Given that the declining discoveries trend is showing no signs of reversing, copper demand will nevertheless exceed production by 2025-26, even if low-probability projects reach production. With copper demand expected to outpace refined copper production, the industry is not making enough new, high-quality discoveries to support the long-term pipeline.
It currently takes 16 years, on average, to discover and develop a new mine, meaning that a new discovery today would not become productive in time to accommodate the demand spike.
Declining Ore Grades
Another significant challenge facing the future supply of copper is declining ore grades.
Over the last few decades, since the copper discovery boom that gave rise to the Chilean copper mining industry in the early 1980s, the industry has since seen a consistent multi-decade trend of grade declines, which means that far more rock must be dug up, crushed and processed to produce the same amount of copper.
A prime example is CODELCO, the world’s largest copper miner, which has seen its ore grades decline by more than 30% over the last two decades through 2015 and its cost of production balloon as a result.
These declining ore grades are likely to lead to an increase in the future price of copper. As the amount of copper in each tonne of ore decreases, it becomes more expensive to extract the same amount of copper. This can increase production costs for mining companies, which may ultimately be passed on to consumers in the form of higher prices for copper products.
In addition, declining ore grades could potentially lead to a reduction in global copper production, which would reduce the overall supply of copper on the market. If demand for copper continues to grow, this could create a supply-demand imbalance, putting upward pressure on copper prices.
Many of the world's largest copper deposits are located in politically unstable regions, which can create uncertainty around production and supply. Conflicts, changes in government policies, and social unrest can all impact the ability of mining companies to access and develop copper deposits.
Take Peru for example.
Peru is the world’s second largest producer of copper, behind only neighbouring Chile. Since December 2022, Peru has been engulfed by an escalating campaign of anti-government protests. The protests started in the wake of President Pedro Castillo’s arrest and removal from office, and support for him is particularly strong in southern Peru, including in the country’s second largest copper-producing region. Bloomberg estimates 30% of the countries production — roughly equivalent to 3 percent of the global total— is at risk because of political turmoil.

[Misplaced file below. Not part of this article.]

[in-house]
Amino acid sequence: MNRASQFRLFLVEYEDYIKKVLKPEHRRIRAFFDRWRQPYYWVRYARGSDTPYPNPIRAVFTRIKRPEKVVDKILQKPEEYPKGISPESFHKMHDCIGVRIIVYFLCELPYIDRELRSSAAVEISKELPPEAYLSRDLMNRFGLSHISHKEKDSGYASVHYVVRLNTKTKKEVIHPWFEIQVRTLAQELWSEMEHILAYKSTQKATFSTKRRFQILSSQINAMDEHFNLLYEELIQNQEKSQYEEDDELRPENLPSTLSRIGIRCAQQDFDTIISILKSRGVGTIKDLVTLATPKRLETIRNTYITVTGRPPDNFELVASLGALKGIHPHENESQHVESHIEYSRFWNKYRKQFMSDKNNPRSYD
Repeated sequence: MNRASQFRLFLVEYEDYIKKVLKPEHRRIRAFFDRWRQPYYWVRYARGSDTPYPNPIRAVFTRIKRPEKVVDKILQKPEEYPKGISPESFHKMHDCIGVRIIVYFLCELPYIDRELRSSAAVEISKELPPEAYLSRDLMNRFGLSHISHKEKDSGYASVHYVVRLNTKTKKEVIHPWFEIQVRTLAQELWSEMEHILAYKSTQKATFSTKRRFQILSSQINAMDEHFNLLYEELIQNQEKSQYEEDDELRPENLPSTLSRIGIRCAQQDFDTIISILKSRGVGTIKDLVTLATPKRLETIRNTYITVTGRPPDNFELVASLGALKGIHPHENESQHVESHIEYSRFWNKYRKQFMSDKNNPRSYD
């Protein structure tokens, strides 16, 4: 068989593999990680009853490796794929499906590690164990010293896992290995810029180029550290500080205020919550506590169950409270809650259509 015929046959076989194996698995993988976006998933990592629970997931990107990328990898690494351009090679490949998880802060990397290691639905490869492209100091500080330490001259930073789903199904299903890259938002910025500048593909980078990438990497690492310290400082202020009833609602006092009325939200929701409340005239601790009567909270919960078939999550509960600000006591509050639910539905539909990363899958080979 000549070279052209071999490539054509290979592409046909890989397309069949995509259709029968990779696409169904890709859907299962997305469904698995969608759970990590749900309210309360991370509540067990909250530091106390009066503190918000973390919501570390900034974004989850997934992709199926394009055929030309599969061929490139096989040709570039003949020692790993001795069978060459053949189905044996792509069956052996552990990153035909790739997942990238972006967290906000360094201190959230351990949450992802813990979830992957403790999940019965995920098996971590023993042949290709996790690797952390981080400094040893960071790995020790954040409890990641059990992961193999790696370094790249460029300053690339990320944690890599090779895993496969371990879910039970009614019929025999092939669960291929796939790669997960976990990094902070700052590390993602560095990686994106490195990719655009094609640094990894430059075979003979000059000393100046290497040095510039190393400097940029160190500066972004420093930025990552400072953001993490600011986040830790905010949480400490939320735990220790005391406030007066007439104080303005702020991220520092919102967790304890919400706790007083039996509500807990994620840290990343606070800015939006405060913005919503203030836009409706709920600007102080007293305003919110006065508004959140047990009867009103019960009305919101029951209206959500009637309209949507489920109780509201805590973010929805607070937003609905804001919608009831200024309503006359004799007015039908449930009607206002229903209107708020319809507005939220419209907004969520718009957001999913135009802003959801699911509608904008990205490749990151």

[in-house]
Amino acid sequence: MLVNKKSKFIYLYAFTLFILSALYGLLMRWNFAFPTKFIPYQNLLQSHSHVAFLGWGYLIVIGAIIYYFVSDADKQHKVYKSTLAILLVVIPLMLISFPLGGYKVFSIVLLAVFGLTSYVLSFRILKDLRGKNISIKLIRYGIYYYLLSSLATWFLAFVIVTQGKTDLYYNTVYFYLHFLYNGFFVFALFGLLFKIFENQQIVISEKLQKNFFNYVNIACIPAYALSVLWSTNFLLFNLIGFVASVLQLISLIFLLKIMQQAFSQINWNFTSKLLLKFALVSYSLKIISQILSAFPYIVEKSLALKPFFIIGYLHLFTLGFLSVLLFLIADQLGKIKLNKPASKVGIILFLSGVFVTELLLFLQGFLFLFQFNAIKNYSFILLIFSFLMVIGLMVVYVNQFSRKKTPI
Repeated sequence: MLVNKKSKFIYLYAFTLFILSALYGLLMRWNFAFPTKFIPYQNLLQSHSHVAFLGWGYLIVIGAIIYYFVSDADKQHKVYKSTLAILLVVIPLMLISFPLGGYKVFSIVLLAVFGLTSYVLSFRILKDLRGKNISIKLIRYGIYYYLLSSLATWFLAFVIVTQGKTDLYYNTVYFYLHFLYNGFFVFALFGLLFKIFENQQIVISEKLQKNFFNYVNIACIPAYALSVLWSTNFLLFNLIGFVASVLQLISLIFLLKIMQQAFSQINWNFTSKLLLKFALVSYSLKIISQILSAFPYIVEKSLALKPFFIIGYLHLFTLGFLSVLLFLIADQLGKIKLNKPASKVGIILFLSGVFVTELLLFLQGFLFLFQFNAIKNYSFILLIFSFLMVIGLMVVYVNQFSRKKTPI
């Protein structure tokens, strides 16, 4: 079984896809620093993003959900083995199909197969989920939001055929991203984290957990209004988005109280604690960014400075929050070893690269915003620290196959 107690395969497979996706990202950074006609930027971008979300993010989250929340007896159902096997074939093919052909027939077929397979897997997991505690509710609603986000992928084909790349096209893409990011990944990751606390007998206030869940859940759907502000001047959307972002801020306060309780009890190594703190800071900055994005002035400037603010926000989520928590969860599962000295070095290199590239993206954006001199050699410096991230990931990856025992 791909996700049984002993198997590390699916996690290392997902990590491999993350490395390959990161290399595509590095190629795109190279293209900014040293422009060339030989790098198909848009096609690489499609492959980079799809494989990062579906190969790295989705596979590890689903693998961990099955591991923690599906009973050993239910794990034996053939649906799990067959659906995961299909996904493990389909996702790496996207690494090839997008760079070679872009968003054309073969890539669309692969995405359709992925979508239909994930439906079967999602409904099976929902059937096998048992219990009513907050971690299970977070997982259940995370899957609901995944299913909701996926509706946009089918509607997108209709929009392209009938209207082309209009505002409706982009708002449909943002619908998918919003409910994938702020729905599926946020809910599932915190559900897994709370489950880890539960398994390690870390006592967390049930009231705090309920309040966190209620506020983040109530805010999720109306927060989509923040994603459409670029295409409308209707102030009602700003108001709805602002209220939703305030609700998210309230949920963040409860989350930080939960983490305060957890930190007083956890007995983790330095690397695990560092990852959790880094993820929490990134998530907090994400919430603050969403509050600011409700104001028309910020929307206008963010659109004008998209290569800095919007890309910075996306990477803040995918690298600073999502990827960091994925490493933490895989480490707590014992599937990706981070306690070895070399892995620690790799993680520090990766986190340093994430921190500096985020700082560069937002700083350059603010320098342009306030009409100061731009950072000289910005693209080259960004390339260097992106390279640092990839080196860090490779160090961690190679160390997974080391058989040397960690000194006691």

The future supply and demand of copper are expected to significantly impact the price of copper in the coming years. The growing demand for copper driven by the transition to renewable energy and electric vehicles, as well as infrastructure development and technological advances, is expected to increase the global demand for copper. At the same time, a lack of new discoveries and declining ore grades, coupled with the environmental concerns and political instability in copper-producing regions, are expected to put pressure on the global copper supply. This supply-demand imbalance is likely to lead to a rise in copper prices over the long term.
My Top Copper Pick
At the moment, my top copper pick is Atex Resources (TSXV:ATX) which has been hitting wide high-grade copper intercepts at its Valeriano Project, located in one of the most prolific copper districts on the planet — The Link Belt.
Phase III drilling is currently underway at Valeriano, following on from Phase II drill program that returned world-class intercepts including:
• 1,160 metres of 0.78% CuEq including 550 metres of 1.03% CuEq in hole ATXD-17.
Without a doubt, this deposit is shaping up to be a giant — with a strike length of known mineralization over 1,000m, width of over 800m and up to 1,000m of mineralization downhole. While the deposit looks huge already, it looks like it could be expanded even further — recent drilling has discovered a second porphyry trend with 2 rigs turning and a 3rd being mobilized.
The cherry on top for me with Atex is that the company is backed by mining billionaire, Pierre Lassonde, who is a +10% shareholder.